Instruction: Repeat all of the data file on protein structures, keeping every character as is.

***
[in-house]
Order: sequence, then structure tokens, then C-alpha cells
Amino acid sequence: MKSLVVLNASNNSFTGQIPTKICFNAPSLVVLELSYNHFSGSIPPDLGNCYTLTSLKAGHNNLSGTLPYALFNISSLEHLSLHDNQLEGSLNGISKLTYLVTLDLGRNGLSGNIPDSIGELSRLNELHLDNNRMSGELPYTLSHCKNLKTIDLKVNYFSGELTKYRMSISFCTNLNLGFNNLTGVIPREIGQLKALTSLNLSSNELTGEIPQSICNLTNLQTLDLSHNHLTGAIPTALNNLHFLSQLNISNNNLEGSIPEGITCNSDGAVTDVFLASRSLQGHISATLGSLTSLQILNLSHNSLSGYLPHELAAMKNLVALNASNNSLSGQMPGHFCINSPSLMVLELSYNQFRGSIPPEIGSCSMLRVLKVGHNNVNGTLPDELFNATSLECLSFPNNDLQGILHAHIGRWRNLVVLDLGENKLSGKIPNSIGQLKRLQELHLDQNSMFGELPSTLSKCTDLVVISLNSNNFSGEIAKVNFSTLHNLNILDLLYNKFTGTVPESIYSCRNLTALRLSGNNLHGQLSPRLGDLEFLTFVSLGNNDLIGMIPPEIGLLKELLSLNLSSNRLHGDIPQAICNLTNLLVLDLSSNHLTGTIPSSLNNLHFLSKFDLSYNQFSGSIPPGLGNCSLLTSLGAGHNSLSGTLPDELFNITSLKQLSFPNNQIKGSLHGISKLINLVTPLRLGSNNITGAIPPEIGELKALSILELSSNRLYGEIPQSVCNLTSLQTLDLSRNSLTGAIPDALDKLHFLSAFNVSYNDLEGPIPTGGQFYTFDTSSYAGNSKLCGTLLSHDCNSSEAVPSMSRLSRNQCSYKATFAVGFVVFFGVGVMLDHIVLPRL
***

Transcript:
[in-house]
Order: sequence, then structure tokens, then C-alpha cells
Amino acid sequence: MKSLVVLNASNNSFTGQIPTKICFNAPSLVVLELSYNHFSGSIPPDLGNCYTLTSLKAGHNNLSGTLPYALFNISSLEHLSLHDNQLEGSLNGISKLTYLVTLDLGRNGLSGNIPDSIGELSRLNELHLDNNRMSGELPYTLSHCKNLKTIDLKVNYFSGELTKYRMSISFCTNLNLGFNNLTGVIPREIGQLKALTSLNLSSNELTGEIPQSICNLTNLQTLDLSHNHLTGAIPTALNNLHFLSQLNISNNNLEGSIPEGITCNSDGAVTDVFLASRSLQGHISATLGSLTSLQILNLSHNSLSGYLPHELAAMKNLVALNASNNSLSGQMPGHFCINSPSLMVLELSYNQFRGSIPPEIGSCSMLRVLKVGHNNVNGTLPDELFNATSLECLSFPNNDLQGILHAHIGRWRNLVVLDLGENKLSGKIPNSIGQLKRLQELHLDQNSMFGELPSTLSKCTDLVVISLNSNNFSGEIAKVNFSTLHNLNILDLLYNKFTGTVPESIYSCRNLTALRLSGNNLHGQLSPRLGDLEFLTFVSLGNNDLIGMIPPEIGLLKELLSLNLSSNRLHGDIPQAICNLTNLLVLDLSSNHLTGTIPSSLNNLHFLSKFDLSYNQFSGSIPPGLGNCSLLTSLGAGHNSLSGTLPDELFNITSLKQLSFPNNQIKGSLHGISKLINLVTPLRLGSNNITGAIPPEIGELKALSILELSSNRLYGEIPQSVCNLTSLQTLDLSRNSLTGAIPDALDKLHFLSAFNVSYNDLEGPIPTGGQFYTFDTSSYAGNSKLCGTLLSHDCNSSEAVPSMSRLSRNQCSYKATFAVGFVVFFGVGVMLDHIVLPRL